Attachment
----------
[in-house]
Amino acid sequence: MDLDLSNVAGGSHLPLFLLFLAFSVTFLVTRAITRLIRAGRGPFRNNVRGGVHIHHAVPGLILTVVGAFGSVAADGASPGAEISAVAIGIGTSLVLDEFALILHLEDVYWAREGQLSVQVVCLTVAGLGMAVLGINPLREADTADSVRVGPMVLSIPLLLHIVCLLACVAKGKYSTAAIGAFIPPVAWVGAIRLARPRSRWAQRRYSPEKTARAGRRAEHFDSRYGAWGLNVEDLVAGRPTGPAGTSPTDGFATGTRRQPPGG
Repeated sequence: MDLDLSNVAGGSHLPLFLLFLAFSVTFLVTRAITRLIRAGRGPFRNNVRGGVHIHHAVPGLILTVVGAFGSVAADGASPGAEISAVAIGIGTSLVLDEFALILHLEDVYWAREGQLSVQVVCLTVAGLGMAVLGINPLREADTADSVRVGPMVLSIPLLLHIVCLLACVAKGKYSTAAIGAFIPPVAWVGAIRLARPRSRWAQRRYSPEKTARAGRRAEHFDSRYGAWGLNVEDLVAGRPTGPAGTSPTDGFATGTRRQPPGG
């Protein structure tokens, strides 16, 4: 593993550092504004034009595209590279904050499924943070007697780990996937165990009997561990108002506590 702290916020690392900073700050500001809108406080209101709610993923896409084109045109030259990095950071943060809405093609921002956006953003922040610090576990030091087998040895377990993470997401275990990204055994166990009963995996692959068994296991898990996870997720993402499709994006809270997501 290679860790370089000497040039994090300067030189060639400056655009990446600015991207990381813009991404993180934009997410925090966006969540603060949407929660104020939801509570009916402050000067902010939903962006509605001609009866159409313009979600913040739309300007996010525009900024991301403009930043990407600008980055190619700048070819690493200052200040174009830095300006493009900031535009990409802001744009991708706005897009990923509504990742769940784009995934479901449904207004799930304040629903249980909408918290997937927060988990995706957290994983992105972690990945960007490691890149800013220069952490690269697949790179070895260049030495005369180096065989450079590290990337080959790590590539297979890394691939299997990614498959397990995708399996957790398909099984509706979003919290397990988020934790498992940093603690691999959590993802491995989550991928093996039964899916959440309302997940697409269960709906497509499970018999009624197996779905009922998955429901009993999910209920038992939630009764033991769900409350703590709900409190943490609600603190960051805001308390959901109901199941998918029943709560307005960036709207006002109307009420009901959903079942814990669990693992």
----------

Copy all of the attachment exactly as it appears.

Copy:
[in-house]
Amino acid sequence: MDLDLSNVAGGSHLPLFLLFLAFSVTFLVTRAITRLIRAGRGPFRNNVRGGVHIHHAVPGLILTVVGAFGSVAADGASPGAEISAVAIGIGTSLVLDEFALILHLEDVYWAREGQLSVQVVCLTVAGLGMAVLGINPLREADTADSVRVGPMVLSIPLLLHIVCLLACVAKGKYSTAAIGAFIPPVAWVGAIRLARPRSRWAQRRYSPEKTARAGRRAEHFDSRYGAWGLNVEDLVAGRPTGPAGTSPTDGFATGTRRQPPGG
Repeated sequence: MDLDLSNVAGGSHLPLFLLFLAFSVTFLVTRAITRLIRAGRGPFRNNVRGGVHIHHAVPGLILTVVGAFGSVAADGASPGAEISAVAIGIGTSLVLDEFALILHLEDVYWAREGQLSVQVVCLTVAGLGMAVLGINPLREADTADSVRVGPMVLSIPLLLHIVCLLACVAKGKYSTAAIGAFIPPVAWVGAIRLARPRSRWAQRRYSPEKTARAGRRAEHFDSRYGAWGLNVEDLVAGRPTGPAGTSPTDGFATGTRRQPPGG
């Protein structure tokens, strides 16, 4: 593993550092504004034009595209590279904050499924943070007697780990996937165990009997561990108002506590 702290916020690392900073700050500001809108406080209101709610993923896409084109045109030259990095950071943060809405093609921002956006953003922040610090576990030091087998040895377990993470997401275990990204055994166990009963995996692959068994296991898990996870997720993402499709994006809270997501 290679860790370089000497040039994090300067030189060639400056655009990446600015991207990381813009991404993180934009997410925090966006969540603060949407929660104020939801509570009916402050000067902010939903962006509605001609009866159409313009979600913040739309300007996010525009900024991301403009930043990407600008980055190619700048070819690493200052200040174009830095300006493009900031535009990409802001744009991708706005897009990923509504990742769940784009995934479901449904207004799930304040629903249980909408918290997937927060988990995706957290994983992105972690990945960007490691890149800013220069952490690269697949790179070895260049030495005369180096065989450079590290990337080959790590590539297979890394691939299997990614498959397990995708399996957790398909099984509706979003919290397990988020934790498992940093603690691999959590993802491995989550991928093996039964899916959440309302997940697409269960709906497509499970018999009624197996779905009922998955429901009993999910209920038992939630009764033991769900409350703590709900409190943490609600603190960051805001308390959901109901199941998918029943709560307005960036709207006002109307009420009901959903079942814990669990693992």